Mississippi State University
Horstemeyer, F. Mark
Gullett, M. Philip
German, M. Randall
Daniewicz, R. Steven
Date of Degree
Graduate Thesis - Open Access
Master of Science
James Worth Bagley College of Engineering
Department of Mechanical Engineering
Molecular dynamics simulations using the Embedded Atom Method were performed to describe the interparticle behavior of two single crystal spherical nickel nanoparticles during compaction based on applied strain rate, particle size, contact angle, and crystal orientation. The evolution of the contact surfaces was analyzed during the molecular dynamics simulation and an investigation of friction effects was conducted at the contact surfaces. The results from the current study were validated by comparing them to previous nanocrystalline research on bulk particle deformation and to previous studies of elasto-plastic contact laws between two macroscale spherical particles. These quantified friction effects give a better understanding of nanoparticle behavior and will be used to develop constitutive equations for larger scale models, such as finite element analysis.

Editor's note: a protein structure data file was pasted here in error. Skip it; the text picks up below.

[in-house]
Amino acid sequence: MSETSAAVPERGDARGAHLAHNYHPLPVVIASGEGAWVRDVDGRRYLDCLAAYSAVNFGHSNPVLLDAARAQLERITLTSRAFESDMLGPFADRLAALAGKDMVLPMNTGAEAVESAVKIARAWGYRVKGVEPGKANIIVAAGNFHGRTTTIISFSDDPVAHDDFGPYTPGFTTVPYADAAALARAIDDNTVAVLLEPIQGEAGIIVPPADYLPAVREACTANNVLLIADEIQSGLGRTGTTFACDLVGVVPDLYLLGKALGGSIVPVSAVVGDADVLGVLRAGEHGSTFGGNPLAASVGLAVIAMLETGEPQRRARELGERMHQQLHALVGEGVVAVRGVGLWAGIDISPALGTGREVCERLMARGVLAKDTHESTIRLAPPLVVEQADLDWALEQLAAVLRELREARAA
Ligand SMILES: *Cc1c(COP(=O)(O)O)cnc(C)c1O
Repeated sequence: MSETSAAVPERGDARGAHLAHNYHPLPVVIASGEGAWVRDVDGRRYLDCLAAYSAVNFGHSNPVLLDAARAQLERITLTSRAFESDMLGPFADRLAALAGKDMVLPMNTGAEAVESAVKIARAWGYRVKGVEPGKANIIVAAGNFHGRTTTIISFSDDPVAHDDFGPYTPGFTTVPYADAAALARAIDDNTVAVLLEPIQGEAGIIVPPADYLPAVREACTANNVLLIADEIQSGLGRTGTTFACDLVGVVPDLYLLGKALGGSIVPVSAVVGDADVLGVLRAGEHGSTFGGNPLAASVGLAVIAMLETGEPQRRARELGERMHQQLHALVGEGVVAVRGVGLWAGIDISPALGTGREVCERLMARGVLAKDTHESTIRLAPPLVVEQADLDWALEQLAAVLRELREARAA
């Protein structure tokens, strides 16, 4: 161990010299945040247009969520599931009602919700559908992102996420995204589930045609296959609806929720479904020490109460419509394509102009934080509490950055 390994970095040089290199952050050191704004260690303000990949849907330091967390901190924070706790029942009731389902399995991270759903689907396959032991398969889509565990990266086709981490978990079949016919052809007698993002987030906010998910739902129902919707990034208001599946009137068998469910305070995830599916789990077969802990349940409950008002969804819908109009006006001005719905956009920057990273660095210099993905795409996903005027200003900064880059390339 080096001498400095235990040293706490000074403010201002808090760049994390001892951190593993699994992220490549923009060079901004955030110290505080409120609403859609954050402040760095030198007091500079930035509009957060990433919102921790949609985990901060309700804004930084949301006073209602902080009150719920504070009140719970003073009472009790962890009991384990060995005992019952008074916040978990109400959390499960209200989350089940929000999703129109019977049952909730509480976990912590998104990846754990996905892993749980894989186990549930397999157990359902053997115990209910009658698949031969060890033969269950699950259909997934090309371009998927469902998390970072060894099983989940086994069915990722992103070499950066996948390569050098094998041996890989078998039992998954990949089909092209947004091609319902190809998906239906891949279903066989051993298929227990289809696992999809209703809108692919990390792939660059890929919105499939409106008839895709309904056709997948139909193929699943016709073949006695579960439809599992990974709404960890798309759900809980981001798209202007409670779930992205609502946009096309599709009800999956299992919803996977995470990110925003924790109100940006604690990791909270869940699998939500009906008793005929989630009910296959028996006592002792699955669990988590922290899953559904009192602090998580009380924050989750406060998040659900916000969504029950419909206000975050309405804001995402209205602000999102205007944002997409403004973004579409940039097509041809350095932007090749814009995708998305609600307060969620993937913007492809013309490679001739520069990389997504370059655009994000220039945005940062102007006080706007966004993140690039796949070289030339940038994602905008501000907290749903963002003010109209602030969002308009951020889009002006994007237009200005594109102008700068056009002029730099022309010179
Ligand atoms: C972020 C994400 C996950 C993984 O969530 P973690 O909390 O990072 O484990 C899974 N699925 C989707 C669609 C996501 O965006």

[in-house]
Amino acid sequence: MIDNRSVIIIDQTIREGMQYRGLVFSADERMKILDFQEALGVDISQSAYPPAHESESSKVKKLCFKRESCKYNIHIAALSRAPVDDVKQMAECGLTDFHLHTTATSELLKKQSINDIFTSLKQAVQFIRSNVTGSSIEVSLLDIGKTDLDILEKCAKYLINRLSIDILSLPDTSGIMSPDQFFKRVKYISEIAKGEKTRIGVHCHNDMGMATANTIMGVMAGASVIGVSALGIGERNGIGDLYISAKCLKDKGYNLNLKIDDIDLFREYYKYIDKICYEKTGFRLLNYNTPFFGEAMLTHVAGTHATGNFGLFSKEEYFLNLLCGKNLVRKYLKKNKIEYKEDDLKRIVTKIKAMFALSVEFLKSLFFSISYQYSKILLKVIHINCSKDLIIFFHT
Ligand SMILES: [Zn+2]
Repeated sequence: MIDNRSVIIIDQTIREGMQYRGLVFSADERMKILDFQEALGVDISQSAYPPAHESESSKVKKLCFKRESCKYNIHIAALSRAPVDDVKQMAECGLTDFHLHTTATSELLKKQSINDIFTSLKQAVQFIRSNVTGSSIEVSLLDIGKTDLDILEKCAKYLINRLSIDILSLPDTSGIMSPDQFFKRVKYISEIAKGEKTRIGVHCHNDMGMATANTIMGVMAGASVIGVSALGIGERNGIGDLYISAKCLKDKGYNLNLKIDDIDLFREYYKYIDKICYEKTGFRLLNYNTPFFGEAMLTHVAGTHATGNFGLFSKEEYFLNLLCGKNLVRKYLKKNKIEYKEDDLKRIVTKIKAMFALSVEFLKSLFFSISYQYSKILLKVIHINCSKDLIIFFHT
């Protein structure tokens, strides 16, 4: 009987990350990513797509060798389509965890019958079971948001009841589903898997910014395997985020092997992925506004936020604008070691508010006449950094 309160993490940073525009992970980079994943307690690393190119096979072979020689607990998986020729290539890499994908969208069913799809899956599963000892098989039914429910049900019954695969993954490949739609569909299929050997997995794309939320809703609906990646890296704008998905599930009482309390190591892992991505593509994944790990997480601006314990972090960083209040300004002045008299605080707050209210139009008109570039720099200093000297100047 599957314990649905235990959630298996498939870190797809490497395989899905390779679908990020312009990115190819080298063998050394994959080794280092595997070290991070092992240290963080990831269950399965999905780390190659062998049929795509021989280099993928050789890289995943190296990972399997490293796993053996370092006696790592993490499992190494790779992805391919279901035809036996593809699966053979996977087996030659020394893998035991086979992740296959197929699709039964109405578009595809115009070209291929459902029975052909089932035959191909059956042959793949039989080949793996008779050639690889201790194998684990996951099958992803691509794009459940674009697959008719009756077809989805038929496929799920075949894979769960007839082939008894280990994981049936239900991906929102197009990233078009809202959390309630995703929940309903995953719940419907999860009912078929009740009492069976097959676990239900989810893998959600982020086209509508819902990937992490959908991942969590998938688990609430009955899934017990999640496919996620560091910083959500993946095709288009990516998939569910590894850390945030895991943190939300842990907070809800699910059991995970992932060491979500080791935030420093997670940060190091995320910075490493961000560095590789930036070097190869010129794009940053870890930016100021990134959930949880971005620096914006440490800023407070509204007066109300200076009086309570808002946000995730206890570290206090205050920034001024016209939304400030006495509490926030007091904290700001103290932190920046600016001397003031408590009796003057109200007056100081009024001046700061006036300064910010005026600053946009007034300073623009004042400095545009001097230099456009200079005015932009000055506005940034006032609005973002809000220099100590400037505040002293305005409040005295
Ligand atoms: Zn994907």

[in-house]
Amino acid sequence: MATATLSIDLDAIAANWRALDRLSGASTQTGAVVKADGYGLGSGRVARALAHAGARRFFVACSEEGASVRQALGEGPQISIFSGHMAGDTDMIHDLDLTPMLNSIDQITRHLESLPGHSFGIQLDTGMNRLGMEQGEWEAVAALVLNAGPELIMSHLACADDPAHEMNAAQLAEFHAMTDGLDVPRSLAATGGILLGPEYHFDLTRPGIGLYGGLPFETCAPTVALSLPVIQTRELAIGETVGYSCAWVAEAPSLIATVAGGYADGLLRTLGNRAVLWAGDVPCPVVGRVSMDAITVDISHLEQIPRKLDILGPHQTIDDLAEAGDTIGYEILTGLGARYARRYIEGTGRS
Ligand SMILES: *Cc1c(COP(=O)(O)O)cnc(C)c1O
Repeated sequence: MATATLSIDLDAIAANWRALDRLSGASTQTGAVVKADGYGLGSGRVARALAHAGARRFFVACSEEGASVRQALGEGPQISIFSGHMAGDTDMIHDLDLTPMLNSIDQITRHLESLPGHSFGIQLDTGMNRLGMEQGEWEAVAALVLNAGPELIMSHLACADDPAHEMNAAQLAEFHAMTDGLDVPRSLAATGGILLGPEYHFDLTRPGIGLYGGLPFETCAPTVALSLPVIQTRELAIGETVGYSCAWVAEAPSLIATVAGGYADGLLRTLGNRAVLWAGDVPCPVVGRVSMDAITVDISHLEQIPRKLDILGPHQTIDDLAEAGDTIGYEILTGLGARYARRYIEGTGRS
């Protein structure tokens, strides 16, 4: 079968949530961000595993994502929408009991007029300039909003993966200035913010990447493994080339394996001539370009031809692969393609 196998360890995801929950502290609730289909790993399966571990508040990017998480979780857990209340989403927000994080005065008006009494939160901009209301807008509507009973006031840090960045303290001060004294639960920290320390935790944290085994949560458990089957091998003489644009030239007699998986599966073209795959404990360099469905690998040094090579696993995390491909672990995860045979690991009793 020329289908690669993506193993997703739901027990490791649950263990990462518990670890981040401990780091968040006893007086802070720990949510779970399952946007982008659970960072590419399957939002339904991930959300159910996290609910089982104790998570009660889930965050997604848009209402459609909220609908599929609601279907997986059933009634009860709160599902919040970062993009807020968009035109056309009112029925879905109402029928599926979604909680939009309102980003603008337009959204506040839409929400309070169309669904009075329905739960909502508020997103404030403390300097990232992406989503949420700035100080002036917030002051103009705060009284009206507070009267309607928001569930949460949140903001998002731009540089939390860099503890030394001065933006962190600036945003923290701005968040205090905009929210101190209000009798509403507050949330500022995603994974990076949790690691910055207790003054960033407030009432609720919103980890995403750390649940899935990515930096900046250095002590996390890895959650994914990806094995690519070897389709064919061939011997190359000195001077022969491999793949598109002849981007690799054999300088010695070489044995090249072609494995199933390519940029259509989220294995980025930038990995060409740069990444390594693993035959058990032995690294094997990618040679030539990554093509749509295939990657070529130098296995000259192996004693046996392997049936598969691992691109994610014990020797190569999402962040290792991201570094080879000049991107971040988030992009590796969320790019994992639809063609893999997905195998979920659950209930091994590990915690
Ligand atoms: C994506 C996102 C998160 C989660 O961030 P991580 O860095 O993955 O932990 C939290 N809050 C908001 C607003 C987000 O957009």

Stone, Tonya Williams, "Molecular dynamics simulations of nanoparticle interactions" (2006). Theses and Dissertations. 3184.